This Blood Means Life is a resplendent and intoxicating fairy tale that mixes pagan magic and the feminine divine into stories we only think we know.
Four fairy tales are infused with new life in Mindi Meltz’s sensual, affecting novel This Blood Means Life.
Though a plague left (Cinder)Ella’s kingdom decimated, it did not teach her people not to decimate. In the North Moors and in Zara, those who resent Sirenia’s rapacious reach still plot to overthrow her throne. But Ella, who worries and wonders about the power of her long ago seduction of a prince, has the power to make others love her, too—including Queen Mina, who once helped a beast become a man again, and whose careful movements in the Ghost Kingdom can’t properly be called ruling at all; and Rufus, a Barbarian huntsman who knows what it means to love a being of mist and changing forms. These alliances prove crucial to her continuing tale.
The love between these queens is complicated, though—by their sometimes reticence to articulate their secrets to each other; by the lasciviousness of Ella’s husband, Sol, whose long looks undermine the women’s periods of sharing in wide meadows where unicorns used to roam. It’s complicated by the resentments of Zara’s queen, too—a priestess who slept for a hundred years before waking to a world wherein pagan religions had been squelched, and the jungles that held the world together had been destroyed by treasure seekers who blinded themselves to the treasures right before them. And it’s complicated by Leo, the banished, bastard son of a king, who plots against Sol in the Moors, and who forced a child on a half faerie to grow his power. Still, the women work to lead their kingdoms well, to protect delicate ecosystems, and to serve their sense of the divine. But these efforts may have begun too late: the shadow of Rhiannon, a dark faerie, hangs over all.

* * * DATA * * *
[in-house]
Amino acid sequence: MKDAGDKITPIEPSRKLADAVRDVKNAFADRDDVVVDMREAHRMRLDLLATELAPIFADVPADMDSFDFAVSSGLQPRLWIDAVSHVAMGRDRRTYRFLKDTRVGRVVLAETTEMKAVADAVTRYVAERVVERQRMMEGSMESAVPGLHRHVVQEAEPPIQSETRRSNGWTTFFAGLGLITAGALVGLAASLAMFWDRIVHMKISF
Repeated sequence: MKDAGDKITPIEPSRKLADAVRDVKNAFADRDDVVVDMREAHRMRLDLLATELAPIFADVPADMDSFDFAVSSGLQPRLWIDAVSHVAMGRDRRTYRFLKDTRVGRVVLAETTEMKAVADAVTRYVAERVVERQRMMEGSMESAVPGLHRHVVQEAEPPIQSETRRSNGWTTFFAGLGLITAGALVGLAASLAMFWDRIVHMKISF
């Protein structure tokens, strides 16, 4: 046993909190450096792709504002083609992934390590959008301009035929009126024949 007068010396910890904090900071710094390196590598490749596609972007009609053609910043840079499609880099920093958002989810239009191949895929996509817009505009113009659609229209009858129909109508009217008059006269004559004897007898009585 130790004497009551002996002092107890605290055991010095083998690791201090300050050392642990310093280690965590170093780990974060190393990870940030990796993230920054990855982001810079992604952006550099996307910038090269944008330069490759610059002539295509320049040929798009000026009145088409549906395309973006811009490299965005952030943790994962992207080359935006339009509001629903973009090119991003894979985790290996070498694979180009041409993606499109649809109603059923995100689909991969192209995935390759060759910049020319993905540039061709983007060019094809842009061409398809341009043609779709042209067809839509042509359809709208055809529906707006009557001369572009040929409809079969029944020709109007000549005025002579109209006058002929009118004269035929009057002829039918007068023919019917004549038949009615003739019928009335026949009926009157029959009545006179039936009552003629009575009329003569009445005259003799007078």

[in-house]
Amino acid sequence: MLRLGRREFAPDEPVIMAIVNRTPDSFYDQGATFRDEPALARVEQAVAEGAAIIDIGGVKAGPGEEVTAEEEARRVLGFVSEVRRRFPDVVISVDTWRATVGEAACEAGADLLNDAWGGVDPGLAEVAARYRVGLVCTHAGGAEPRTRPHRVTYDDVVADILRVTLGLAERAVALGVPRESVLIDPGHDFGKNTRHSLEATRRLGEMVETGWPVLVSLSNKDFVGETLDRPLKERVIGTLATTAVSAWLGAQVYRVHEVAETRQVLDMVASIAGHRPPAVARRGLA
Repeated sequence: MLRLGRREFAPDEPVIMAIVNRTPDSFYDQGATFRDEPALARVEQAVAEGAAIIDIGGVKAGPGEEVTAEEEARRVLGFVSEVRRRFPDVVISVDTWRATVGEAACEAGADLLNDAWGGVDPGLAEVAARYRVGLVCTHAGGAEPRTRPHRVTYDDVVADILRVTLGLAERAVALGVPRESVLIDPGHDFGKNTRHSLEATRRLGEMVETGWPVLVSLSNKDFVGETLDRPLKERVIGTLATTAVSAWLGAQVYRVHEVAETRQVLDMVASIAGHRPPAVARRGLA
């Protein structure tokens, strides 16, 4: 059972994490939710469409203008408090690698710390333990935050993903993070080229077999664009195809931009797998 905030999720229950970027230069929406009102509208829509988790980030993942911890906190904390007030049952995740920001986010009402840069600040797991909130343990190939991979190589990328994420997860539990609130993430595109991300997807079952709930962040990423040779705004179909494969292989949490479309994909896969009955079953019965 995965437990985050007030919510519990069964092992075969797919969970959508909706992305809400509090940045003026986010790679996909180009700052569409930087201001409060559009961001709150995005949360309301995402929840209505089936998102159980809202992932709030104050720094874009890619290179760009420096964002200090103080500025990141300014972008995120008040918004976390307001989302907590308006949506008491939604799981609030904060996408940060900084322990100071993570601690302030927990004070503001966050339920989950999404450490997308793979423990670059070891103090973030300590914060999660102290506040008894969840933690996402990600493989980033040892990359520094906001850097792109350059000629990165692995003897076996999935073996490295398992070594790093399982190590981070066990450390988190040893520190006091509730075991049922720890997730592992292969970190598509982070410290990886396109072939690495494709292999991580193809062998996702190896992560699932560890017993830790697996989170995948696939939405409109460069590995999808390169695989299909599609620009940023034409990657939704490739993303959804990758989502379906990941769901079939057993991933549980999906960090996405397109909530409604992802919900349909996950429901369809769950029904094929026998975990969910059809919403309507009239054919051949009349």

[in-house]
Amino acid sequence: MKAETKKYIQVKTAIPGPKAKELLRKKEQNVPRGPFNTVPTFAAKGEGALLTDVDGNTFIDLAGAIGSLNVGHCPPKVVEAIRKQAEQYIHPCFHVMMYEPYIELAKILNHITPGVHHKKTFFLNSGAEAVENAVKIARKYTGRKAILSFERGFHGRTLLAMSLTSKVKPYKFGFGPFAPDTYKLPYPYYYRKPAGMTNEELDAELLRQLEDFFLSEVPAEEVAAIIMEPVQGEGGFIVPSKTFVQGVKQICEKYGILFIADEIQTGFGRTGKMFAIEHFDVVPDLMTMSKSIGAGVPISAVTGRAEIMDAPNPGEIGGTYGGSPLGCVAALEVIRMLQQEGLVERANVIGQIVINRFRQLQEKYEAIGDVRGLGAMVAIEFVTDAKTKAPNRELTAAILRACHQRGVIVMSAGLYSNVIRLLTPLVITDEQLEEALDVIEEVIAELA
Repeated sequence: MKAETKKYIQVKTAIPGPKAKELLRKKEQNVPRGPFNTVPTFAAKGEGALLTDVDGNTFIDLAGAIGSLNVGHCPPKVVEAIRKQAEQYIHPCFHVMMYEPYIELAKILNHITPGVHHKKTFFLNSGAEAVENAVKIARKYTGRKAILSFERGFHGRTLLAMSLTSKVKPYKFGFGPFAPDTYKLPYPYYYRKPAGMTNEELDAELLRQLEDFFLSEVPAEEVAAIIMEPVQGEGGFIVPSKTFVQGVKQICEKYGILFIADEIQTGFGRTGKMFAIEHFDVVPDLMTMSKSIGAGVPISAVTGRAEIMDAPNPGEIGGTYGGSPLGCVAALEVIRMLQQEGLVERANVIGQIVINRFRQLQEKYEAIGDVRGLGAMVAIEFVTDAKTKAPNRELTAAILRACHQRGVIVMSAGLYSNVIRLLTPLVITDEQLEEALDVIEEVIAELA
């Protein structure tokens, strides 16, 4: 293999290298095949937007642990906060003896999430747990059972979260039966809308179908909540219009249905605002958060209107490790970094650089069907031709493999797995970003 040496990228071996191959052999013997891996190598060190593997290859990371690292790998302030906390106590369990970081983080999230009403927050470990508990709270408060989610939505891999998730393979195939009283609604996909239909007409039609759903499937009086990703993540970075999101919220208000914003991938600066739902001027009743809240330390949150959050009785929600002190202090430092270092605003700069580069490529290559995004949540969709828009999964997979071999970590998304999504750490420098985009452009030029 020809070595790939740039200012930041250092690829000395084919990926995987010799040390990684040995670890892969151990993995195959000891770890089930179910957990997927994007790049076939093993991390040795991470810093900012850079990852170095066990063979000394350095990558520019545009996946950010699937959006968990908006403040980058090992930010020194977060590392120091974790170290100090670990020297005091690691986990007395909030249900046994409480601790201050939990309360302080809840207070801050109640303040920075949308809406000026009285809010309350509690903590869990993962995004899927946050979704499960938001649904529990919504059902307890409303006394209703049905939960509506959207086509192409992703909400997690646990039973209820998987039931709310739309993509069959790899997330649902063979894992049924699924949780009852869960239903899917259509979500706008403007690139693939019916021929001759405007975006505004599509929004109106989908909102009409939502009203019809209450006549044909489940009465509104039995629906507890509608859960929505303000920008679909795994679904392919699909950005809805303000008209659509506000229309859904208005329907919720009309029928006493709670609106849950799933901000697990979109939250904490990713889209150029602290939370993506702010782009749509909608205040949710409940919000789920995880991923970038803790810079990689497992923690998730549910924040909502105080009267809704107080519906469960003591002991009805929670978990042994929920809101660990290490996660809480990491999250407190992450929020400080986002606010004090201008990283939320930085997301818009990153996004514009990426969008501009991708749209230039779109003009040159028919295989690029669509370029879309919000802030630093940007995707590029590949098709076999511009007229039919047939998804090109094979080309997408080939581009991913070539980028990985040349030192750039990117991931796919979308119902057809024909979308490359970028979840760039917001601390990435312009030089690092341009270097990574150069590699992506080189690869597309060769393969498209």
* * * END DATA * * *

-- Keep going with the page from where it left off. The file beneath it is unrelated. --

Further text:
This second volume in the After Ever After series is as resplendent and intoxicating as the first. Queens and princesses whom fairy tale aficionados think they know are fleshed out in new, humanizing, and divine ways: made priestesses whose songs bind the sky and earth together, and who mourn every life taken without need; made to own the space between the supernatural and the everyday. Here, Barbarians “have words for things no other people have words for, like the way a man looks after seeing a dragon,” and poet princes who lose themselves in unrequited love know that “a fairy tale is always cursed because it is a circle.”
Though the story moves toward violent, dismaying events—events perhaps made inevitable by the carelessness with which kings treat commoners, and the ill regard given to people and lands that are conquered with thoughtless might—it is centered, and made vibrant, by the pagan magic that pulses through its pages. Here, human beings ignore the feminine divine at their own peril, and those who deafen themselves to the keening of the earth will have their just deserts. Each page is a wonder; each scene is thick with electrifying disappointments and delights. Even in progressing toward heartbreak, these intertwined stories demand a little falling in love.
“Where it starts is where it ends,” remarks a prince of his own fairy tale, which has twisted upon itself. This Blood Means Life is a gorgeous entry into a high fantasy series that may be marked by endings, but whose story is, to the gratification of all, far from over.
Michelle Anne Schingler
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